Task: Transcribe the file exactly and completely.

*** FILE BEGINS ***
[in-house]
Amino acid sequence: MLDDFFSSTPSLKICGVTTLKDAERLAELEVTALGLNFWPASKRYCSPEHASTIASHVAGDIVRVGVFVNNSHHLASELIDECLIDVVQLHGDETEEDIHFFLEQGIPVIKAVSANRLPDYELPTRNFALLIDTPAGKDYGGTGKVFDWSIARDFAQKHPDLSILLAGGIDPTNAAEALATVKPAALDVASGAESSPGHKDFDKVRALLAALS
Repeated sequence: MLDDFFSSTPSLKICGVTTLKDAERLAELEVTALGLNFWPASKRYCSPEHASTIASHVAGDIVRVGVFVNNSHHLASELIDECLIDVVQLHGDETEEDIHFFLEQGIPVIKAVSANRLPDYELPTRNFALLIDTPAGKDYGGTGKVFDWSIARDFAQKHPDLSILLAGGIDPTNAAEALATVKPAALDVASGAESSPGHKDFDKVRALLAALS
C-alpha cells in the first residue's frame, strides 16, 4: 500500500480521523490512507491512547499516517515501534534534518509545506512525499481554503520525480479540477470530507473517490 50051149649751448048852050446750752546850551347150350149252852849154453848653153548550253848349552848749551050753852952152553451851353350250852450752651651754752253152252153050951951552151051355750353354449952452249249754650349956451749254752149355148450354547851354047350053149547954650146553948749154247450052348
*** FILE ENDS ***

[in-house]
Amino acid sequence: MLDDFFSSTPSLKICGVTTLKDAERLAELEVTALGLNFWPASKRYCSPEHASTIASHVAGDIVRVGVFVNNSHHLASELIDECLIDVVQLHGDETEEDIHFFLEQGIPVIKAVSANRLPDYELPTRNFALLIDTPAGKDYGGTGKVFDWSIARDFAQKHPDLSILLAGGIDPTNAAEALATVKPAALDVASGAESSPGHKDFDKVRALLAALS
Repeated sequence: MLDDFFSSTPSLKICGVTTLKDAERLAELEVTALGLNFWPASKRYCSPEHASTIASHVAGDIVRVGVFVNNSHHLASELIDECLIDVVQLHGDETEEDIHFFLEQGIPVIKAVSANRLPDYELPTRNFALLIDTPAGKDYGGTGKVFDWSIARDFAQKHPDLSILLAGGIDPTNAAEALATVKPAALDVASGAESSPGHKDFDKVRALLAALS
C-alpha cells in the first residue's frame, strides 16, 4: 500500500480521523490512507491512547499516517515501534534534518509545506512525499481554503520525480479540477470530507473517490 50051149649751448048852050446750752546850551347150350149252852849154453848653153548550253848349552848749551050753852952152553451851353350250852450752651651754752253152252153050951951552151051355750353354449952452249249754650349956451749254752149355148450354547851354047350053149547954650146553948749154247450052348